Stone steps rose ahead and she mounted them, rising onto a raised market walkway above the rutted thoroughfare below. Torches blazed down one street, projecting shadows ahead. Men were coming. She squared her shoulders and ran faster. The cannonfire faded away down the river and across the fens.
"Up there!" someone yelled.
Quality strained her lungs and found more speed in her legs. The drill had the familiarity of a funeral bell. She knew how it would proceed.
Make ready! was the first order and the soldiers raised their muskets and searched for their target, her shadow streaking away from them along the raised walkway. Up ahead, the walkway converged with the one across the street before the fortified wall of an old tower.
Slung inside her coat, she found the other pistol with the modified barrel.
Present! came next and the soldiers shouldered their weapons, taking aim. Their aim would be dreadful, but they fired a barrage of lead shot that would tear to pieces anyone in her vicinity. Aiming was not really important for them.
Aiming was important for her. She pointed the pistol towards the shattered battlements on the tower, silhouetted by the glow of the fires burning in the suburbs to the south. The barrel was heavy with its strange projectile in place.
Fire! would come the last command, but Quality had fired first. The pinion erupted from the barrel and arced away across the tower, a thin cord trailing after it. There was no chance to test the strength of it or even whether the clawed missile had found a secure grip among the broken stonework overhead. Quality gripped the cord and ran off the walkway into empty air.
The muskets below her discharged with angry snarls like a pack of unleashed hounds. The walkway she had left exploded into smoke and flying stone fragments and shattered wood from the balustrade and upright posts along its length.
The girl hung in mid-air because the cord held. High above, in the battlements of the tower, the clawed metal pinion gripped the stonework and bore her weight. She swung under her own momentum in a smooth curve out over the sunken street and onto the tower itself. Her boots smacked into the pitted bricks. She gripped the rope, heaved on it and began to climb.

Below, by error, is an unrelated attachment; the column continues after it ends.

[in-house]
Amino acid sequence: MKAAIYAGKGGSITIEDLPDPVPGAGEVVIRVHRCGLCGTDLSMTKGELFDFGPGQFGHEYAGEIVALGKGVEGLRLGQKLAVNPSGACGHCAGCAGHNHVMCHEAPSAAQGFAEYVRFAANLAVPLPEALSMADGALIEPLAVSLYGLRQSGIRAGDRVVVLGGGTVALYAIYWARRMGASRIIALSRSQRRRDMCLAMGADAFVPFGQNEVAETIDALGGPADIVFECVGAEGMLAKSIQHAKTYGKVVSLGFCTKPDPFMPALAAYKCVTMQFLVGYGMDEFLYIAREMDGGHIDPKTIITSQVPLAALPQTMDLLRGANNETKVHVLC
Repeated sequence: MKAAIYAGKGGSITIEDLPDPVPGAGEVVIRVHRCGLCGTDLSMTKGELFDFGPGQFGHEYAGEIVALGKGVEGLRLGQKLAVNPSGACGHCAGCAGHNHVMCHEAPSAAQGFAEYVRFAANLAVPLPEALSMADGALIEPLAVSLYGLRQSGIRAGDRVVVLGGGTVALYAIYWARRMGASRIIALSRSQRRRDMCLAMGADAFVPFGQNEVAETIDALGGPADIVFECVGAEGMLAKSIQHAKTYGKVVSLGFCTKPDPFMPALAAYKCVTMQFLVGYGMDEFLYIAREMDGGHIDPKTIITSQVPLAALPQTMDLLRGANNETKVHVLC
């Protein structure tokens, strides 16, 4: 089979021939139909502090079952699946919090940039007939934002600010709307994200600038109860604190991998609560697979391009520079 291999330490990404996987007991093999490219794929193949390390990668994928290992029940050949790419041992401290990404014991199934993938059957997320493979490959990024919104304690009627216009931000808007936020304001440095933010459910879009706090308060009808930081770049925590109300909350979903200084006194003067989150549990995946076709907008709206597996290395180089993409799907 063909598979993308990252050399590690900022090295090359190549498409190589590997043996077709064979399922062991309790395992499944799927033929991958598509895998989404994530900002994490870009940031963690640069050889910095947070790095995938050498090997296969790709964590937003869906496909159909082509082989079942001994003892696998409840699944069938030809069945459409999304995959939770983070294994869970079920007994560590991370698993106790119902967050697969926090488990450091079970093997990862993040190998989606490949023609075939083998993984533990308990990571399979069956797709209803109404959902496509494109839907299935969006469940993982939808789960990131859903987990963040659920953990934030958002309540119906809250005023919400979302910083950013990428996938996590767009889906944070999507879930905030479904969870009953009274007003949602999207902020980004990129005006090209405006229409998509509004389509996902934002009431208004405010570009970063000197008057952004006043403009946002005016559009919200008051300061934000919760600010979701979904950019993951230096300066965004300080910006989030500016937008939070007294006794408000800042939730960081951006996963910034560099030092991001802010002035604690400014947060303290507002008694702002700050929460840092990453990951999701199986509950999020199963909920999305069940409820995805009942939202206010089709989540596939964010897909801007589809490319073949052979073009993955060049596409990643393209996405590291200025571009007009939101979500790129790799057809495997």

Below her, the soldiers were re-arming. Out would come their cartridges and ramrods. They would have to stab the packed musket shot down into the barrel, with no time to clean it. Their next volley would be even less accurate. They would be lucky to hit the tower.
Her arms burned as she pulled herself higher. Her muscles protested. Quality remembered doing this, an age ago, under a waterfall. She remembered Freki teaching her to climb. Freki, before he murdered his brother Geri. Freki, before the Night-Feasters bit him and her contracted their thirst. She recalled the gaunt form of Jonas Vladyslav carrying the boy into the night. He was a Night-Feaster now. Another friend lost.
The muskets would be reloaded now, all charged and ready. The soldiers would be fumbling for their powder horns to prime the flash pans on their weapons. Slowly for this, slow and careful: a spark or a nudge from a neighbour's fuse and the fickle powder would explode. No one could fire until all were ready, in case a spark set off his neighbour's firearm. This gave her precious time.
Quality's fingers found the ragged lip of the battlement. She threw over an arm, then her other elbow. Her feet scrabbled for purchase on the stones. The night wind tugged at her heavy coat.
They would have their aim now. The command would be given.
She pushed with her elbows and her shoulders became knots of fire but the power was there from the years spent working her father's forge. Her chest and belly passed over the ledge. Then one leg.
A distant shout reached her: Fire!